I think the most crucial point to understand here is the *difference* between a `torch.tensor`

and `np.ndarray`

:

While both objects are used to store n-dimensional matrices (aka "Tensors"), `torch.tensors`

has an additional "layer" - which is storing the computational graph leading to the associated n-dimensional matrix.

So, if you are only interested in efficient and easy way to perform mathematical operations on matrices `np.ndarray`

or `torch.tensor`

can be used interchangeably.

However, `torch.tensor`

s are designed to be used in the context of gradient descent optimization, and therefore they hold not only a tensor with numeric values, but (and more importantly) the computational graph leading to these values. This computational graph is then used (using the chain rule of derivatives) to compute the derivative of the loss function w.r.t each of the independent variables used to compute the loss.

As mentioned before, `np.ndarray`

object does not have this extra "computational graph" layer and therefore, when converting a `torch.tensor`

to `np.ndarray`

you must *explicitly* remove the computational graph of the tensor using the `detach()`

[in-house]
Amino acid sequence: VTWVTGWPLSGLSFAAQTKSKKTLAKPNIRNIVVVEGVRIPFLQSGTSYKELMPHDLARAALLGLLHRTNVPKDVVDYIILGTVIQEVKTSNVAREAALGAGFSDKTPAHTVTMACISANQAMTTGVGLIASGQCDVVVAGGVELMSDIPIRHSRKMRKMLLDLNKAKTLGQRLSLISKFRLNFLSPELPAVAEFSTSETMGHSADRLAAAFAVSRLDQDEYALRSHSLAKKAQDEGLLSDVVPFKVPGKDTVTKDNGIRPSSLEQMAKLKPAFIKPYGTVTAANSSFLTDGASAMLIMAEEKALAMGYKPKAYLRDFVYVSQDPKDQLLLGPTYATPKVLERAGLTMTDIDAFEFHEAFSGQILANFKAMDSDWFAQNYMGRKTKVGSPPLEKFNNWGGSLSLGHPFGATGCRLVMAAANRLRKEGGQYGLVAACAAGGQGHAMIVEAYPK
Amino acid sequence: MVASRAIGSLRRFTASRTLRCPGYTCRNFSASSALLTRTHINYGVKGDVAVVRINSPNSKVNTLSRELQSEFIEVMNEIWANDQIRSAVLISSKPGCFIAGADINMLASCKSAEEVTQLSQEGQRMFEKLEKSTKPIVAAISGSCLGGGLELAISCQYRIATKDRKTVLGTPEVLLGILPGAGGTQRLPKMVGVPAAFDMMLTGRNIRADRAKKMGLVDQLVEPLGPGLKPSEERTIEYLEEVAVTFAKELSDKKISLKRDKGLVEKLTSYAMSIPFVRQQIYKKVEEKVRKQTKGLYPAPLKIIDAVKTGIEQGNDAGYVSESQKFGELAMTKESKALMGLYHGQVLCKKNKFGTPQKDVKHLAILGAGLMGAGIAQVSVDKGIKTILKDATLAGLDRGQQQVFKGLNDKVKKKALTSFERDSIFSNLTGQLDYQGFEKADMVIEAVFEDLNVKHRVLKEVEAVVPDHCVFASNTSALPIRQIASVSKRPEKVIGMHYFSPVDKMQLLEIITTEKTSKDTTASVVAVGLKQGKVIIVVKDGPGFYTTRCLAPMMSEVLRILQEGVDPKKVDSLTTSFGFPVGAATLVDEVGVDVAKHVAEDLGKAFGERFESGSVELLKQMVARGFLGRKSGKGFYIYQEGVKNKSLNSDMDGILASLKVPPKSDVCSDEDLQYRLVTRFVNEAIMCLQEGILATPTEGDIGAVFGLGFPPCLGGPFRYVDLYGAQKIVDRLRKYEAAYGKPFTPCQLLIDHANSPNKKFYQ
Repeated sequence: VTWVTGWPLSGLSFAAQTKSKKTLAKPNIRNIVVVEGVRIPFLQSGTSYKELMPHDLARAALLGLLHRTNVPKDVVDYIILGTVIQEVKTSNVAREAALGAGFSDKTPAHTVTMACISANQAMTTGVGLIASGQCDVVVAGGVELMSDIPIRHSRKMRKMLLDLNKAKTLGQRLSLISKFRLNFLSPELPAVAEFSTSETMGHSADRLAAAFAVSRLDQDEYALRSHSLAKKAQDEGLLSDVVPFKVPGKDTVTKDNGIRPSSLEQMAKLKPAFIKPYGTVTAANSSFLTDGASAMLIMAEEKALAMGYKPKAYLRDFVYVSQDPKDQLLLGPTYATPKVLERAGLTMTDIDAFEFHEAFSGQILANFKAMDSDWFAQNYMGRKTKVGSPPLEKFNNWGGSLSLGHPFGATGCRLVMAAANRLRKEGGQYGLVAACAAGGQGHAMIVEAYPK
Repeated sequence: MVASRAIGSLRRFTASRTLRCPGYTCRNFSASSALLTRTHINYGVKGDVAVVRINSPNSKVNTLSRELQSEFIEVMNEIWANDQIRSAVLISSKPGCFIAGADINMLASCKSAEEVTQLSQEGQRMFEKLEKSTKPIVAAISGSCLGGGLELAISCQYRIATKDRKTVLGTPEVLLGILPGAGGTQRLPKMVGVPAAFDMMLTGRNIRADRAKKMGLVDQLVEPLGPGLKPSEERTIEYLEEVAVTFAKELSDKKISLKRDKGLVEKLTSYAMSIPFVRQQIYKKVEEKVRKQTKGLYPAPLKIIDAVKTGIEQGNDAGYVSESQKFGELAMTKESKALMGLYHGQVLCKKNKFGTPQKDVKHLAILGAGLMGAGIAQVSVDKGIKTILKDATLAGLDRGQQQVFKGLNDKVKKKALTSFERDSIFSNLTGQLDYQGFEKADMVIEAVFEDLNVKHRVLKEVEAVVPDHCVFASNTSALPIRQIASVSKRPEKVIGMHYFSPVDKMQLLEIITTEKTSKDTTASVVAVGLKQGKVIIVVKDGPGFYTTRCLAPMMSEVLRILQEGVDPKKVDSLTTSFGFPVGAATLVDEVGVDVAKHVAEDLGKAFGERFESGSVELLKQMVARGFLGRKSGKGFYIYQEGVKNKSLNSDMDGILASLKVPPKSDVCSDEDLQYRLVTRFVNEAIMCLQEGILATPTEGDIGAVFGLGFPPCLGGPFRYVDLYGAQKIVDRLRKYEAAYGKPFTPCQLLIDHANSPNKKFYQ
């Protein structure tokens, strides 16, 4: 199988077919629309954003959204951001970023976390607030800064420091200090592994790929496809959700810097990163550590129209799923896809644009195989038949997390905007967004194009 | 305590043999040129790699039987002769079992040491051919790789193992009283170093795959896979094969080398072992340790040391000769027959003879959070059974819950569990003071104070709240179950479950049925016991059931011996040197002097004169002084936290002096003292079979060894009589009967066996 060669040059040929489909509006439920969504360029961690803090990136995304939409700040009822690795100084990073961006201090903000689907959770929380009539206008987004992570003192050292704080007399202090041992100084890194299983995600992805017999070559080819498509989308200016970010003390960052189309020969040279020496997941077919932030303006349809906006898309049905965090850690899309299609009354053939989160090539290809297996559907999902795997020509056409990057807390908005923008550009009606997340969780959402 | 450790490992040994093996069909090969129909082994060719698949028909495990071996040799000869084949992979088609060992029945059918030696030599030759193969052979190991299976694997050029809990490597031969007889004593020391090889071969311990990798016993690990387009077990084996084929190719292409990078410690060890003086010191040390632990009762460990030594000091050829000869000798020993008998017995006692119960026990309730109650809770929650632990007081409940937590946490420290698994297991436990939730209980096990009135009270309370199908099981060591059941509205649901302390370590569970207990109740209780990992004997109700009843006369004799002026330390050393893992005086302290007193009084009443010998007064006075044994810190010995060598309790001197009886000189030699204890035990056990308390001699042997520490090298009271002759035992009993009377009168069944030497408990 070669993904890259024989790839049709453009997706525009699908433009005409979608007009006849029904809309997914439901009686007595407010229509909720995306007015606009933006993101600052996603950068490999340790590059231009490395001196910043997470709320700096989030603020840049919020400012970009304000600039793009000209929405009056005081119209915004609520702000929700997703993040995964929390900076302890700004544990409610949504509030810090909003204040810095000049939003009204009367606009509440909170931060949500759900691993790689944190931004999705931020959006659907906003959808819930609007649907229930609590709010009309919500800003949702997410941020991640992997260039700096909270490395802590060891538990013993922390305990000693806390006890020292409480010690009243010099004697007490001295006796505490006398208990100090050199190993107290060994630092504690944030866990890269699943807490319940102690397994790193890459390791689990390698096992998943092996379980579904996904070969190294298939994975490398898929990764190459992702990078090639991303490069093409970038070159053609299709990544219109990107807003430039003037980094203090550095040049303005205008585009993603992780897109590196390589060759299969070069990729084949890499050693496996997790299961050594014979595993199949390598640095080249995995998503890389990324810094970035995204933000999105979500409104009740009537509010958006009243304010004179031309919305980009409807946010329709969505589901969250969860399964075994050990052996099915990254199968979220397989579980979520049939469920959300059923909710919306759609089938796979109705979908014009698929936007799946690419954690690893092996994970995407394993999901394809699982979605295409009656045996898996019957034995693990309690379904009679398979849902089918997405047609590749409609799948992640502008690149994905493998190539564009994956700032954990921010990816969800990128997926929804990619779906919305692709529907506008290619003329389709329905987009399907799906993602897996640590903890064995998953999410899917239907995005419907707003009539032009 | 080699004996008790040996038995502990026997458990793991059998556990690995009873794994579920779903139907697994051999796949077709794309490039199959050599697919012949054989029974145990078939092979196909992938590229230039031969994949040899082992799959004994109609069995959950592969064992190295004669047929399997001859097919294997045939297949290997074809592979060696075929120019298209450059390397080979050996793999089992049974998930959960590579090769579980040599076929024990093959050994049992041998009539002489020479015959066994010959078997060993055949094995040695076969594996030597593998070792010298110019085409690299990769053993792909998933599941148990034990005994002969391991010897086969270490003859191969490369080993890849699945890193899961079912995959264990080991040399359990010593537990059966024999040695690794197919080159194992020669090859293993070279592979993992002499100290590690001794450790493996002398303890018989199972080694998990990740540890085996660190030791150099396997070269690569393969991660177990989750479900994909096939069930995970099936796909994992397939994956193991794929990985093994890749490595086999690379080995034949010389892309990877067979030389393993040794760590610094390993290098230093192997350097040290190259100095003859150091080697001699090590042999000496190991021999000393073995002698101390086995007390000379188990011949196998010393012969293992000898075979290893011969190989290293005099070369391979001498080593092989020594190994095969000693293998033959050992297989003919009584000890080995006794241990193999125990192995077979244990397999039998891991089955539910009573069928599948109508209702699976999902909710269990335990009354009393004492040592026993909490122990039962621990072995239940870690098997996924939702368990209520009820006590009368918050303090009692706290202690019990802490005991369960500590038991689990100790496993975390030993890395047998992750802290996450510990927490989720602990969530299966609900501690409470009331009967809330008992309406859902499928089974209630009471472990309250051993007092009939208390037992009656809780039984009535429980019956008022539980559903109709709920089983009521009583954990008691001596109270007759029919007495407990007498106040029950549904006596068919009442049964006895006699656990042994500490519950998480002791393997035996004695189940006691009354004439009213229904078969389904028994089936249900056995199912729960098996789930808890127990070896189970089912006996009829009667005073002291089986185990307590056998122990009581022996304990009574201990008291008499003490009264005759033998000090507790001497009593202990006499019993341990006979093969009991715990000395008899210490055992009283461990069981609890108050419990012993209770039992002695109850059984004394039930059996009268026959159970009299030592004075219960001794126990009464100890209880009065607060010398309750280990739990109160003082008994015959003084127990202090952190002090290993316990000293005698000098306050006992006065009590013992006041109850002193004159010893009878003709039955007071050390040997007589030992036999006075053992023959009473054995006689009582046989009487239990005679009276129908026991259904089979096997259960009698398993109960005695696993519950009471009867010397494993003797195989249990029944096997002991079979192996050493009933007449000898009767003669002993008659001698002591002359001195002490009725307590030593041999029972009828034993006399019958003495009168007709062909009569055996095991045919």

command.

**Computational Graph**

From your comments it seems like this concept is a bit vague. I'll try and illustrate it with a simple example.

Consider a simple function of two (vector) variables, `x`

and `w`

:

```
x = torch.rand(4, requires_grad=True)
w = torch.rand(4, requires_grad=True)
y = x @ w # inner-product of x and w
z = y ** 2 # square the inner product
```

If we are only interested in the value of `z`

, we need not worry about any graphs, we simply moving *forward* from the inputs, `x`

and `w`

, to compute `y`

and then `z`

.

However, what would happen if we do not care so much about the value of `z`

, but rather want to ask the question *"what is *`w`

that *minimizes* `z`

for a given `x`

"?

To answer that question, we need to compute the *derivative* of `z`

w.r.t `w`

.

How can we do that?

Using the chain rule we know that `dz/dw = dz/dy * dy/dw`

. That is, to compute the gradient of `z`

w.r.t `w`

we need to move *backward* from `z`

back to `w`

computing the *gradient* of the operation at each step as we trace *back* our steps from `z`

to `w`

. This "path" we trace back is the *computational graph* of `z`

and it tells us how to compute the derivative of `z`

w.r.t the inputs leading to `z`

:

```
z.backward() # ask pytorch to trace back the computation of z
```

We can now inspect the gradient of `z`

w.r.t `w`

:

```
w.grad # the resulting gradient of z w.r.t w
tensor([0.8010, 1.9746, 1.5904, 1.0408])
```

Note that this is exactly equals to

```
2*y*x
tensor([0.8010, 1.9746, 1.5904, 1.0408], grad_fn=<MulBackward0>)
```

since `dz/dy = 2*y`

and `dy/dw = x`

.

Each tensor along the path stores its "contribution" to the computation:

```
z
tensor(1.4061, grad_fn=<PowBackward0>)
```

And

```
y
tensor(1.1858, grad_fn=<DotBackward>)
```

As you can see, `y`

and `z`